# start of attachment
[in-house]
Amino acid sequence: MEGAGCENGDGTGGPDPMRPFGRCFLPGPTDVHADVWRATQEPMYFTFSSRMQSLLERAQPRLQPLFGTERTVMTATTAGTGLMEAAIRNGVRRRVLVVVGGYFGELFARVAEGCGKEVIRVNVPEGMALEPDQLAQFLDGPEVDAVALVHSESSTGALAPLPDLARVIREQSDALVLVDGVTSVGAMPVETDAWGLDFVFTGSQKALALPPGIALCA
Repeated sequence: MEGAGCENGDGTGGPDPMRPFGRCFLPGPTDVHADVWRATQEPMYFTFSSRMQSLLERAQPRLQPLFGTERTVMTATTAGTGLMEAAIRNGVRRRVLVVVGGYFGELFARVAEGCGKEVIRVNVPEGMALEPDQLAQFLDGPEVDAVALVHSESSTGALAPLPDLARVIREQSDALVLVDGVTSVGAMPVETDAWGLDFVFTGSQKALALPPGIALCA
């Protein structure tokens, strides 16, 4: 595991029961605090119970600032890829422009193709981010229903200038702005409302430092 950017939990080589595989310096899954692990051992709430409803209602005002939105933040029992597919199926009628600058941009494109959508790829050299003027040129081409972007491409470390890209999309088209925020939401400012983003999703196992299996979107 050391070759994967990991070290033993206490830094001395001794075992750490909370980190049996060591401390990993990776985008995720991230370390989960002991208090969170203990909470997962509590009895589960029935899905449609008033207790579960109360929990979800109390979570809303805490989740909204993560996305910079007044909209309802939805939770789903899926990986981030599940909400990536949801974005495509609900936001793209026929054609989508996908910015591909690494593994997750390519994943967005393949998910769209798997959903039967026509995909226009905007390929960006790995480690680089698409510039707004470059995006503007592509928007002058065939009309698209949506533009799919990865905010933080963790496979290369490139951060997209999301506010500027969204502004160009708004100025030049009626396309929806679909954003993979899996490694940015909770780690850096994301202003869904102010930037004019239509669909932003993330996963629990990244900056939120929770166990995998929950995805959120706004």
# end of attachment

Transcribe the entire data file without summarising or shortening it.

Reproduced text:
[in-house]
Amino acid sequence: MEGAGCENGDGTGGPDPMRPFGRCFLPGPTDVHADVWRATQEPMYFTFSSRMQSLLERAQPRLQPLFGTERTVMTATTAGTGLMEAAIRNGVRRRVLVVVGGYFGELFARVAEGCGKEVIRVNVPEGMALEPDQLAQFLDGPEVDAVALVHSESSTGALAPLPDLARVIREQSDALVLVDGVTSVGAMPVETDAWGLDFVFTGSQKALALPPGIALCA
Repeated sequence: MEGAGCENGDGTGGPDPMRPFGRCFLPGPTDVHADVWRATQEPMYFTFSSRMQSLLERAQPRLQPLFGTERTVMTATTAGTGLMEAAIRNGVRRRVLVVVGGYFGELFARVAEGCGKEVIRVNVPEGMALEPDQLAQFLDGPEVDAVALVHSESSTGALAPLPDLARVIREQSDALVLVDGVTSVGAMPVETDAWGLDFVFTGSQKALALPPGIALCA
């Protein structure tokens, strides 16, 4: 595991029961605090119970600032890829422009193709981010229903200038702005409302430092 950017939990080589595989310096899954692990051992709430409803209602005002939105933040029992597919199926009628600058941009494109959508790829050299003027040129081409972007491409470390890209999309088209925020939401400012983003999703196992299996979107 050391070759994967990991070290033993206490830094001395001794075992750490909370980190049996060591401390990993990776985008995720991230370390989960002991208090969170203990909470997962509590009895589960029935899905449609008033207790579960109360929990979800109390979570809303805490989740909204993560996305910079007044909209309802939805939770789903899926990986981030599940909400990536949801974005495509609900936001793209026929054609989508996908910015591909690494593994997750390519994943967005393949998910769209798997959903039967026509995909226009905007390929960006790995480690680089698409510039707004470059995006503007592509928007002058065939009309698209949506533009799919990865905010933080963790496979290369490139951060997209999301506010500027969204502004160009708004100025030049009626396309929806679909954003993979899996490694940015909770780690850096994301202003869904102010930037004019239509669909932003993330996963629990990244900056939120929770166990995998929950995805959120706004």